The anger and frustration emanating from Gov. Brian Kemp at his state Capitol press conference this week was palpable.
When questioned about a mid-month report from the president’s COVID-19 task force that showed Georgia as having the most new cases per 100,000 residents for that particular week, and twice the national average for cases per 100,000 residents, the governor was quick to make known his thoughts on the subject.
Unfortunately, his anger was directed toward all the wrong places.
He was mad about the report being leaked to the media. He was mad at the AJC for writing about it and at other media outlets for having the audacity to ask about it. He was mad that the media gave credibility to national numbers rather than those being generated by the state. He was mad that more positive news about the state’s efforts to control the virus was not being publicized.
In fact, the governor had little to say about the findings of the report itself, and a lot to say about the fact those findings had been made public by the media. Because, you know, blaming the media is the politically popular thing to do these days, and everything works better if the public only gets to hear the news you want it to hear.
Norman Baggs, general manager
Shannon Casas, editor in chief
The governor went so far as to accuse the AJC of playing “pandemic politics” by writing about the federal report, though it’s a little hard to determine what that political bias might be when you are talking about the findings of a group established by a Republican president, writing about a state governed by a Republican governor.
Kemp was quick to point out that hospitalizations in the state are trending down, that things had improved since the compilation of the federal data, that the state has proven, credible experts leading its initiatives to fight the virus, and the media only wanted to report the bad numbers without getting out all of the information.
But the media did not create the White House report for Aug. 16. The president’s task force did that, and this is some of what it said about data from the week of Aug. 8-14:
- Georgia has seen early stability in new cases and a small decrease in test positivity over the past week, but a decline in tests performed. Testing must expand. Georgia’s small gains are fragile and statewide progress will require continued, expanded, and stronger mitigation efforts, including in all open schools.
- 4% of nursing homes are reporting 3 or more residents with COVID-19 infection per week over the last 3 weeks; infection control statewide surveys are needed to ensure protection of the residents.
- Georgia is in the red zone for cases, indicating more than 100 new cases per 100,000 population last week, and the red zone for test positivity, indicating a rate above 10%.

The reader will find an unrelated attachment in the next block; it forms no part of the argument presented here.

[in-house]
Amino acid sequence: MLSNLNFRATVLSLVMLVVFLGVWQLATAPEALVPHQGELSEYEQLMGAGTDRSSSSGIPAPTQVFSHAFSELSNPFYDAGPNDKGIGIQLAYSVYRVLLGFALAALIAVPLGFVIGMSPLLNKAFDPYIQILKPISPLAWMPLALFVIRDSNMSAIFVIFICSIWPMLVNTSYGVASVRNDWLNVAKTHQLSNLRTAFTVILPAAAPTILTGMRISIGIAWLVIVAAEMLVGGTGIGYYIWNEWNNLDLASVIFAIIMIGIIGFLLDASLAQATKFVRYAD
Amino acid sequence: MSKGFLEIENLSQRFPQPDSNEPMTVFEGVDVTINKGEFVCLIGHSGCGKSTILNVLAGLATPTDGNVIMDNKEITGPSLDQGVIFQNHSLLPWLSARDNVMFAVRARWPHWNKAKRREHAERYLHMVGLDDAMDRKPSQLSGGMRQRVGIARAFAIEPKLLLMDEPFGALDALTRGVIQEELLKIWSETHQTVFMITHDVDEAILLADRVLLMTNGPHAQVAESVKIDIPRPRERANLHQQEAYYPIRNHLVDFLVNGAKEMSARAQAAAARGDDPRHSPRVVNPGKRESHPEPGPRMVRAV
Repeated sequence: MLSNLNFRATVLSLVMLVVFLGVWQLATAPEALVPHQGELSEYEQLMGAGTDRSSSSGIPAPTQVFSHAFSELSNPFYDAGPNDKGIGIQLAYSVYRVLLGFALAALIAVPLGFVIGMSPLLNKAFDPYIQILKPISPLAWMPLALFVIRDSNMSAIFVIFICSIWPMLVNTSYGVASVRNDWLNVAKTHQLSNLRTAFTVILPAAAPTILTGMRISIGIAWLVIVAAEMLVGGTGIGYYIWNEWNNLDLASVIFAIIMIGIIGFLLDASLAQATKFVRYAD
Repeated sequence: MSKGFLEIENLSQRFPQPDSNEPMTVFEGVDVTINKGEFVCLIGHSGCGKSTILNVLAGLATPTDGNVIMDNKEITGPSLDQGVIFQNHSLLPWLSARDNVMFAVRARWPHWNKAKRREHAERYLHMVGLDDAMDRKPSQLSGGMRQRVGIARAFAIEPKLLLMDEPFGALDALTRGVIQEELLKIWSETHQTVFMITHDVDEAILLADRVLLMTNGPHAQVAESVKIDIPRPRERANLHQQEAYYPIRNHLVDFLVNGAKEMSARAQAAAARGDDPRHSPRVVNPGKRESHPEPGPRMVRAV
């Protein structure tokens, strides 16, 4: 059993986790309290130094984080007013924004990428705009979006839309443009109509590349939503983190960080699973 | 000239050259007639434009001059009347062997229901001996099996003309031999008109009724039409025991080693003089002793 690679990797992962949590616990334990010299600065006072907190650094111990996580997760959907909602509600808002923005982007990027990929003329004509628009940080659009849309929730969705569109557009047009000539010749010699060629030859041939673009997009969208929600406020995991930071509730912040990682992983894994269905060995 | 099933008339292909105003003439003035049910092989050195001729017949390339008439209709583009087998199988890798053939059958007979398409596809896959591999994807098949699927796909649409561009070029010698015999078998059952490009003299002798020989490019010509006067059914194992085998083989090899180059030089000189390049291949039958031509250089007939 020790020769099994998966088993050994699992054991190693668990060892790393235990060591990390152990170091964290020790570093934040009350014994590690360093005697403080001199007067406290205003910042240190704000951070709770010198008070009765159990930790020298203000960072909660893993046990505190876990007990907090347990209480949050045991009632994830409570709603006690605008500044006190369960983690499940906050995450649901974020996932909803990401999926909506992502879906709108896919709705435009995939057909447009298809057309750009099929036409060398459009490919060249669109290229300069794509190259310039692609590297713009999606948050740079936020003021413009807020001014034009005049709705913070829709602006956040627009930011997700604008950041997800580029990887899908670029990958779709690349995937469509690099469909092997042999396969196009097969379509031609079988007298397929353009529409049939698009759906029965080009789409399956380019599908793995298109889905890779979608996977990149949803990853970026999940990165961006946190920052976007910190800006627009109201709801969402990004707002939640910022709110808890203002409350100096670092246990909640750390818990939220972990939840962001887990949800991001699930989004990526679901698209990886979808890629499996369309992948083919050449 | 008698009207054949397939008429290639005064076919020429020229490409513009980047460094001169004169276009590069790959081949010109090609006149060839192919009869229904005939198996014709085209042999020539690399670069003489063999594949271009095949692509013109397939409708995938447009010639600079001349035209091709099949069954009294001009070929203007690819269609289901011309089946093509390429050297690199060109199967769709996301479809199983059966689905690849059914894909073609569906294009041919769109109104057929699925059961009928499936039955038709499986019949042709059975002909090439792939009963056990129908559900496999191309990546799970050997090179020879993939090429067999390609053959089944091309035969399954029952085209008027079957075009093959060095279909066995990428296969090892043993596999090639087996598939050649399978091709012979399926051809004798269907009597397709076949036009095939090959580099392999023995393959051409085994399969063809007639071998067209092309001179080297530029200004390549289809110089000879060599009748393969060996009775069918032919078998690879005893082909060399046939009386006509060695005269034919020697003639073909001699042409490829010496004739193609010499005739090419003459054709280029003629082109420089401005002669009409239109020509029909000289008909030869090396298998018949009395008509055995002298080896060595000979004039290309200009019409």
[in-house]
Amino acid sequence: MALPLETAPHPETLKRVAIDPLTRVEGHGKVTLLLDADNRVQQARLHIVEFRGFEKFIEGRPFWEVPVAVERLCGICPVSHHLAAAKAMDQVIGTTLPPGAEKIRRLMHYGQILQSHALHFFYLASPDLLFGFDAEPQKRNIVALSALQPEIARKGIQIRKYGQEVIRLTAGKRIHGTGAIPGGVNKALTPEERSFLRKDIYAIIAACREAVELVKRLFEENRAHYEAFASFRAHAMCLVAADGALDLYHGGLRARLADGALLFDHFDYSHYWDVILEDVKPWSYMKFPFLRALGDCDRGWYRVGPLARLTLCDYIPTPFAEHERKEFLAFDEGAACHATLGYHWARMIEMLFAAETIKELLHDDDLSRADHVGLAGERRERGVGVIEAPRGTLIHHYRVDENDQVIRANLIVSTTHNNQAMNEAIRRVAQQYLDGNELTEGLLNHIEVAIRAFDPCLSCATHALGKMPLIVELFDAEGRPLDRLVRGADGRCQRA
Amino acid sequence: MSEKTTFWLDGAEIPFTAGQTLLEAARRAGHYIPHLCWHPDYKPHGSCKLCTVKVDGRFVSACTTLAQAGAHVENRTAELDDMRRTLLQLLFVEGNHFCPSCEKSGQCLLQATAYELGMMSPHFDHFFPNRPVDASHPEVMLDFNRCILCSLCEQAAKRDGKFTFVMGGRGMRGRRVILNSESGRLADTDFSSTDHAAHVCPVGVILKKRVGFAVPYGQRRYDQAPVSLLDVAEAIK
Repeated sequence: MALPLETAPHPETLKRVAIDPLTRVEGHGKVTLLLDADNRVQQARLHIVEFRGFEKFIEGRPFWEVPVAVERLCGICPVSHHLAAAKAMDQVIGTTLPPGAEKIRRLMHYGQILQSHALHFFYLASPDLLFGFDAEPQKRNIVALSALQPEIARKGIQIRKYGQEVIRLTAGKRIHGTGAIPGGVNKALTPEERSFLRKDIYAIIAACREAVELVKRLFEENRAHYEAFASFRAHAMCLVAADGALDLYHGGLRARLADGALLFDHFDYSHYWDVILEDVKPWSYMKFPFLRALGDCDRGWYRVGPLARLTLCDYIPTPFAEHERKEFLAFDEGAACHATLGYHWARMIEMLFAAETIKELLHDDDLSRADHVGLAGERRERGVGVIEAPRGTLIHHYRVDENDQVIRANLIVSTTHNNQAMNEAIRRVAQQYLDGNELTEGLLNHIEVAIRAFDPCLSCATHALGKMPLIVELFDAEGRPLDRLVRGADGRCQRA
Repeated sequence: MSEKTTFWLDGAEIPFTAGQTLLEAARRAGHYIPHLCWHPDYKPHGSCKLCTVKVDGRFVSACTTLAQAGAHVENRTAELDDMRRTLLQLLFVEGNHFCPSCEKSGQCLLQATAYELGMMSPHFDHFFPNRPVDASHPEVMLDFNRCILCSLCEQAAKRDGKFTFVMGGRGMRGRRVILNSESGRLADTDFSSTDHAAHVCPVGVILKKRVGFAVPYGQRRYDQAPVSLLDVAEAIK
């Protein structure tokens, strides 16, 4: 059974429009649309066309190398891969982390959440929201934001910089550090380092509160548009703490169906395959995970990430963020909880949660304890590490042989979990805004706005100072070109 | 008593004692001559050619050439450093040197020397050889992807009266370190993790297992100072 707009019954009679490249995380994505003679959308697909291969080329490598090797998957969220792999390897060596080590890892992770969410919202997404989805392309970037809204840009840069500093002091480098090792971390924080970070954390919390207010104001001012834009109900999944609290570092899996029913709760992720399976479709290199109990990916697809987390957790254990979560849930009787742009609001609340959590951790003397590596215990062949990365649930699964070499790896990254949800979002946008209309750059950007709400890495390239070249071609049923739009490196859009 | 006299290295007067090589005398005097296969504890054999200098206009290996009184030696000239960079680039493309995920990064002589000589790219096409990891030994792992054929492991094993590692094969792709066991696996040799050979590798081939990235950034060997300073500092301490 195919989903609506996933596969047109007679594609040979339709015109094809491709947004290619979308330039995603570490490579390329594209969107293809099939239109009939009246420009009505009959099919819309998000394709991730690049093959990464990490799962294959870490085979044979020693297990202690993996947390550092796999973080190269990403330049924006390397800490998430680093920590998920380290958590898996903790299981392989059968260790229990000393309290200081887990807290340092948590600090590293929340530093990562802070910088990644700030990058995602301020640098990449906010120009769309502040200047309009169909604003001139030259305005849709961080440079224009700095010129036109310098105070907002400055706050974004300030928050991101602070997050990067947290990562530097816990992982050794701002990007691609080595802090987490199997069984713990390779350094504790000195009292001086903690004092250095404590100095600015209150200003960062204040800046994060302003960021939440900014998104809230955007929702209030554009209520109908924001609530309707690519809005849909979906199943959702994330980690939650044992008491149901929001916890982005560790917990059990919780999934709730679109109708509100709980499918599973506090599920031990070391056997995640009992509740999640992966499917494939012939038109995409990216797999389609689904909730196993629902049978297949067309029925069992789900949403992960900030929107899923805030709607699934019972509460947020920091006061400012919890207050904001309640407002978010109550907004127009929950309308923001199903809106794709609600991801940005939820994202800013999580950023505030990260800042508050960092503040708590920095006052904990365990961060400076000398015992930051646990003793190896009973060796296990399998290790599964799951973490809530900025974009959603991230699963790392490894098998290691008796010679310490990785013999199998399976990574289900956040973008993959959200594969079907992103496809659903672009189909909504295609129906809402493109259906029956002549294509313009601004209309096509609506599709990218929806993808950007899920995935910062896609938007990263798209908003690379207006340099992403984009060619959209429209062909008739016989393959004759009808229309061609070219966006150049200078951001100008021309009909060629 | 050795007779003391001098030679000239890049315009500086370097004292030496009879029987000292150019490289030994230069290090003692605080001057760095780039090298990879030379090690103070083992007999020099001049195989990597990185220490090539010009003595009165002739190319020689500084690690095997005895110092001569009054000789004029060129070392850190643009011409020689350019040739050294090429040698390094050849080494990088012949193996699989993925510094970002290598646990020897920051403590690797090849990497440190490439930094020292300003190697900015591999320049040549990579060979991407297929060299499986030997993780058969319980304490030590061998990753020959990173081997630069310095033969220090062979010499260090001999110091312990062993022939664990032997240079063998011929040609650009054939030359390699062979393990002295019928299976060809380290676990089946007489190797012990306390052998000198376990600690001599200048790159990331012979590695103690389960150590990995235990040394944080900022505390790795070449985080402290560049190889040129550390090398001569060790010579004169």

- Nationally, Georgia was ranked 1st for most new cases per 100,000 population and 9th for highest test positivity last week.
And these are some of the recommendations made in the report:
- Recommend a statewide mask mandate for counties with 50 or more active cases to ensure consistent mask usage, as improvements are fragile. (The report identifies 148 counties in Georgia where it says residents should wear a mask outside the home; the state has 159 counties total.)
- Continue the bars closure in all counties with rising test percent positivity, increase outdoor dining opportunities, and limit indoor dining to 25% of normal capacity.
- Expand the protection of those in nursing homes, assisted living, and long-term care facilities (LTCFs) by ensuring access to rapid facility-wide testing in response to a resident or staff member with COVID-19 with isolation of all positive staff and residents. Ensure social distancing and universal facemask use.
- Ensure messaging to all citizens to limit social gatherings to 10 or fewer people, even with family. Cases seem to be coming from within households. It is essential that all citizens are limiting gatherings and protecting the members of their households with comorbidities.
- Expand testing capacity in public health labs by adding shifts and weekend shifts to reduce turnaround times. Institute 3:1 or 2:1 pooling of test specimens to increase testing access and reduce turnaround times.
The governor’s take on it all is that the numbers have changed since the report was done a week ago, that the data on which the state makes decision is more significant than the federal data, and that the media should only report what they are told, not what they discover on their own.
His frustration is obvious, and to that we can only say, “Join the club.” We are all frustrated by data that never seems to match, with federal numbers showing one thing, state numbers showing something else, and local numbers different still.
We are all frustrated by experts in the field who interpret every bit of data differently, who give conflicting reports and make recommendations at odds with each other.
We are frustrated that there isn’t enough coordination among elected and appointed leadership to provide us with confidence that those in charge know what they are doing and that there is a unified, consistent approach to lessening the damage being done by the pandemic.
We are frustrated by leaders who play their own version of “pandemic politics,” who do not always tell the whole story or release all the data, who prefer propaganda to news reporting.
We are frustrated by friends dying who maybe did not have to die, by family members in hospitals that we aren’t allowed to visit, by the very real human toll being taken every day by a deadly disease that some pretend doesn’t exist and others refuse to seriously address.
We definitely feel your frustration governor. And your anger.